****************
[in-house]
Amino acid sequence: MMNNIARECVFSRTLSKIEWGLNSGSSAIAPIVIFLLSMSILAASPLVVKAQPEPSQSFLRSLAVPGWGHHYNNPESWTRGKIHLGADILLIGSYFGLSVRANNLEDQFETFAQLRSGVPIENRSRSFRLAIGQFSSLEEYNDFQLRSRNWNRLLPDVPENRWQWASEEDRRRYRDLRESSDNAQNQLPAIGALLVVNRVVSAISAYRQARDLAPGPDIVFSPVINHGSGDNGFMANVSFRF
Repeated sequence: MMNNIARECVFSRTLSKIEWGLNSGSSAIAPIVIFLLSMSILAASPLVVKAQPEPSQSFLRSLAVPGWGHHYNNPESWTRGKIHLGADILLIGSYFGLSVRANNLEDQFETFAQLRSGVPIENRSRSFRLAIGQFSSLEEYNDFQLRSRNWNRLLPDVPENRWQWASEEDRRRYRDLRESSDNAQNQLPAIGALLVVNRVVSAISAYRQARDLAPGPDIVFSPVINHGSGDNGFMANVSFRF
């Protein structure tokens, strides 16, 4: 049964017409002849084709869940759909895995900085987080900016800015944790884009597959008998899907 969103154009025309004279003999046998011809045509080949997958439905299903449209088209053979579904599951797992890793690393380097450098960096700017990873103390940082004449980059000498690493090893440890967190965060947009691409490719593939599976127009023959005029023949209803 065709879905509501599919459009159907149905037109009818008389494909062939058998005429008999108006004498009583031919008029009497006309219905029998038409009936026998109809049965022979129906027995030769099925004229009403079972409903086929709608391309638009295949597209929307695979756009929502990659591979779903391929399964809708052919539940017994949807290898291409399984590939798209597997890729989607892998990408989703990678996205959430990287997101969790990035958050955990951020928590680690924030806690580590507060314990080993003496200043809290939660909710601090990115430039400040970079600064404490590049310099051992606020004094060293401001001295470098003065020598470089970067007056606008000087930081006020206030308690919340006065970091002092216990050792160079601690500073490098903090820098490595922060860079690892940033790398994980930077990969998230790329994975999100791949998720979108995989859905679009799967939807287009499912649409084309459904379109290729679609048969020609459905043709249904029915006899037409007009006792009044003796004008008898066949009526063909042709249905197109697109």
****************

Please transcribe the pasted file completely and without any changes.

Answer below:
[in-house]
Amino acid sequence: MMNNIARECVFSRTLSKIEWGLNSGSSAIAPIVIFLLSMSILAASPLVVKAQPEPSQSFLRSLAVPGWGHHYNNPESWTRGKIHLGADILLIGSYFGLSVRANNLEDQFETFAQLRSGVPIENRSRSFRLAIGQFSSLEEYNDFQLRSRNWNRLLPDVPENRWQWASEEDRRRYRDLRESSDNAQNQLPAIGALLVVNRVVSAISAYRQARDLAPGPDIVFSPVINHGSGDNGFMANVSFRF
Repeated sequence: MMNNIARECVFSRTLSKIEWGLNSGSSAIAPIVIFLLSMSILAASPLVVKAQPEPSQSFLRSLAVPGWGHHYNNPESWTRGKIHLGADILLIGSYFGLSVRANNLEDQFETFAQLRSGVPIENRSRSFRLAIGQFSSLEEYNDFQLRSRNWNRLLPDVPENRWQWASEEDRRRYRDLRESSDNAQNQLPAIGALLVVNRVVSAISAYRQARDLAPGPDIVFSPVINHGSGDNGFMANVSFRF
């Protein structure tokens, strides 16, 4: 049964017409002849084709869940759909895995900085987080900016800015944790884009597959008998899907 969103154009025309004279003999046998011809045509080949997958439905299903449209088209053979579904599951797992890793690393380097450098960096700017990873103390940082004449980059000498690493090893440890967190965060947009691409490719593939599976127009023959005029023949209803 065709879905509501599919459009159907149905037109009818008389494909062939058998005429008999108006004498009583031919008029009497006309219905029998038409009936026998109809049965022979129906027995030769099925004229009403079972409903086929709608391309638009295949597209929307695979756009929502990659591979779903391929399964809708052919539940017994949807290898291409399984590939798209597997890729989607892998990408989703990678996205959430990287997101969790990035958050955990951020928590680690924030806690580590507060314990080993003496200043809290939660909710601090990115430039400040970079600064404490590049310099051992606020004094060293401001001295470098003065020598470089970067007056606008000087930081006020206030308690919340006065970091002092216990050792160079601690500073490098903090820098490595922060860079690892940033790398994980930077990969998230790329994975999100791949998720979108995989859905679009799967939807287009499912649409084309459904379109290729679609048969020609459905043709249904029915006899037409007009006792009044003796004008008898066949009526063909042709249905197109697109």